Please use this identifier to cite or link to this item: https://scholarhub.balamand.edu.lb/handle/uob/5659
Title: Concordance between the diagnostic guidelines for alcohol and cannabis use disorders in the draft ICD-11 and other classification systems: analysis of data from the WHO's World Mental Health Surveys
Authors: Degenhardt, Louisa
Bharat, Chrianna
Bruno, Raimondo
Glantz, Meyer D
Sampson, Nancy A
Lago, Luise
Aguilar-Gaxiola, Sergio
Alonso, Jordi
Andrade, Laura Helena
Bunting, Brendan
Caldas-de-Almeida, Jose Miguel
Cia, Alfredo H
Gureje, Oye
Karam, Elie
Khalaf, Mohammad
McGrath, John J
Moskalewicz, Jacek
Lee, Sing
Mneimneh, Zeina
Navarro-Mateu, Fernando
Sasu, Carmen C
Scott, Kate
Torres, Yolanda
Poznyak, Vladimir
Chatterji, Somnath
Kessler, Ronald C
Affiliations: Faculty of Medicine 
Keywords: Alcohol
DSM
ICD
World Mental Health Surveys
Cannabis
Diagnosis
Substance use disorder
Issue Date: 2019
Part of: Addiction
Volume: 114
Issue: 3
Start page: 534
End page: 552
Abstract: 
Background and aims:
The World Health Organization’s proposed International Classification of Diseases, 11th Edition (ICD-11) includes several major revisions to substance use disorder (SUD) diagnoses. It is essential to ensure the consistency of within-subject diagnostic findings across countries, languages and cultures. To date, agreement analyses between different SUD diagnostic systems have largely been based in high-income countries and clinical samples rather than general population samples.

Design:
Face-to-face household surveys.

Setting:
Representative surveys of the general population in ten countries (Argentina, Australia, Brazil, Colombia, Iraq, Northern Ireland, Poland, Portugal, Romania and Spain) of the World Mental Health Survey Initiative.

Participants:
Questions about SUDs were asked of 12,182 regular alcohol users and 1,788 cannabis users.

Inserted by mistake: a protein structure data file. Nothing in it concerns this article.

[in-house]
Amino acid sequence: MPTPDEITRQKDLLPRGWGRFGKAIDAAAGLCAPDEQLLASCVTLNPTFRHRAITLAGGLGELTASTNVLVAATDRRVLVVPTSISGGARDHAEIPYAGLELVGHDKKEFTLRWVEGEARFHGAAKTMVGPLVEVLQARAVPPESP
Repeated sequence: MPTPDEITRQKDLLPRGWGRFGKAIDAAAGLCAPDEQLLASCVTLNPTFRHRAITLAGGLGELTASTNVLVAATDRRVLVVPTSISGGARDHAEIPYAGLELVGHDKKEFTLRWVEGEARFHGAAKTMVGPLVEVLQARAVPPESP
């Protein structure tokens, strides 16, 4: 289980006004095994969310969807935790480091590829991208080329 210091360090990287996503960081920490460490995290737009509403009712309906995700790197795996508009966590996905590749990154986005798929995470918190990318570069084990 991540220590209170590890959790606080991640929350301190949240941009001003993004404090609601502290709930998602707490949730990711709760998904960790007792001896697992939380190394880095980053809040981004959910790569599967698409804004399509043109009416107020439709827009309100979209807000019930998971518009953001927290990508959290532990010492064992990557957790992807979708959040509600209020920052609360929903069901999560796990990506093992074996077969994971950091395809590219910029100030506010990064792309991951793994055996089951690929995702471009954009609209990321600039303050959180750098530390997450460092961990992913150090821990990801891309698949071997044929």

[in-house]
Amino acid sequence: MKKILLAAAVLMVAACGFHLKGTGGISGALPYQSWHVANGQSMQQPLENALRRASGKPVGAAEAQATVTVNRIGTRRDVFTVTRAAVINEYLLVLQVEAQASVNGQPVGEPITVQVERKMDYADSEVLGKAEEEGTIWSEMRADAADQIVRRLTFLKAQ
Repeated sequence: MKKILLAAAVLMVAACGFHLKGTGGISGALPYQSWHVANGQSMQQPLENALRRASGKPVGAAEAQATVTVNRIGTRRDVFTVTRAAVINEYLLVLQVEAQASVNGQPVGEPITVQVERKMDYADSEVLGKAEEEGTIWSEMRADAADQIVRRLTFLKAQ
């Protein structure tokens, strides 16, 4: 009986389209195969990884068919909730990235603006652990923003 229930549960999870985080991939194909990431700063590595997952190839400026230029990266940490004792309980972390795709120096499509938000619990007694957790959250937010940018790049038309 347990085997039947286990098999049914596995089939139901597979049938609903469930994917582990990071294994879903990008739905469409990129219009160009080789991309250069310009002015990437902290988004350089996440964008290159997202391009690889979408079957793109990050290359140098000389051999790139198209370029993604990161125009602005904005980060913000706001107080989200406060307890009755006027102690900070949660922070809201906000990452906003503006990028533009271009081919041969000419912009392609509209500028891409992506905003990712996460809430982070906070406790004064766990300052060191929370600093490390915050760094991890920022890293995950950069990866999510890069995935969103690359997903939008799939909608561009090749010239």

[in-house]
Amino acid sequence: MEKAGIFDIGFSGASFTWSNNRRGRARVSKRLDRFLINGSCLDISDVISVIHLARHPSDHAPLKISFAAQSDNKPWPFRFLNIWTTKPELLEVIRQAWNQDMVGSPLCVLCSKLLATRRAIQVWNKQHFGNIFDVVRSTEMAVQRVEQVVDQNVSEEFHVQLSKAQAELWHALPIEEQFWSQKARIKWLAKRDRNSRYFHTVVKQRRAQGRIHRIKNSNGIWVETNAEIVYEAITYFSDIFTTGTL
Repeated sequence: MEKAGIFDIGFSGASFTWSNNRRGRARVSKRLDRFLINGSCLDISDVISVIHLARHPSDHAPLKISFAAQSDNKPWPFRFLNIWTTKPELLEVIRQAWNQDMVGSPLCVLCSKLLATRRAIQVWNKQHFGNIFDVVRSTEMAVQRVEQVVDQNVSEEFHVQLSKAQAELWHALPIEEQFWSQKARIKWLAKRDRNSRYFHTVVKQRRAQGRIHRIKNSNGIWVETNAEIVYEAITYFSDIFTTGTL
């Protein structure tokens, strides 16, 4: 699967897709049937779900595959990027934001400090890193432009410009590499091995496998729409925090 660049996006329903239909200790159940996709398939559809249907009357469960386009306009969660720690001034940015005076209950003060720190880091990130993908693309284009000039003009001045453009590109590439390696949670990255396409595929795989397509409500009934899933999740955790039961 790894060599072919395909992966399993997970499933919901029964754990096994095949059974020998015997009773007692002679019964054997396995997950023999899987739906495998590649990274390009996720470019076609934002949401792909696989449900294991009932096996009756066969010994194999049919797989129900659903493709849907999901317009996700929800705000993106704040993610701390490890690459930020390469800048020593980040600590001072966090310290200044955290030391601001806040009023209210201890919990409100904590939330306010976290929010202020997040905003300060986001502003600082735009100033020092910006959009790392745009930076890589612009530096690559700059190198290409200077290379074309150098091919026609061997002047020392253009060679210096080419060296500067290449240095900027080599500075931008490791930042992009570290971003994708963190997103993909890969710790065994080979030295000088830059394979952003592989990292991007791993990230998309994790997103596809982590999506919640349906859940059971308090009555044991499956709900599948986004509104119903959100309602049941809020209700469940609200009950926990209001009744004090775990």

Measurements:
Analyses examined prevalence of, and concordance between, ICD-11, ICD-10, DSM-5 and DSM-IV diagnoses; prevalence of disaggregated ICD-10 and ICD-11 symptoms; and variation in clinical features across diagnostic groups.

Findings:
Among regular alcohol users, prevalence (95% confidence interval) of lifetime ICD-11 alcohol harmful use and dependence were 21.6% (20.5%−22.6%) and 7.0% (6.4%−7.7%), respectively. Among cannabis users, 9.3% (7.4%−11.1%) met criteria for ICD-11 harmful use and 3.2% (2.3%−4.0%) for dependence. For both substances, all comparisons of ICD-11 with ICD-10 and DSM-IV showed excellent concordance (all κ≥0.90). Concordance between ICD-11 and DSM-5 ranged from good (for SUD, and comparisons of dependence and severe SUD) to poor (for comparisons of harmful use and mild SUD). Very low endorsement rates were observed for new ICD-11 feature for harmful use (‘harm to others’). Minimal variation in clinical features was observed across diagnostic systems.

Conclusions:
Though modifications were made to ICD-11, classifications are extremely consistent with ICD-10 and DSM-IV. Concordance between ICD-11 and DSM-5 varies, largely due to low levels of agreement for the ICD harmful use and DSM-5 mild use disorder. Diagnostic validity of self-reported “harm to others” is questionable
URI: https://scholarhub.balamand.edu.lb/handle/uob/5659
ISSN: 09652140
DOI: 10.1111/add.14482
Open URL: Link to full text
Type: Journal Article
Appears in Collections:Faculty of Medicine

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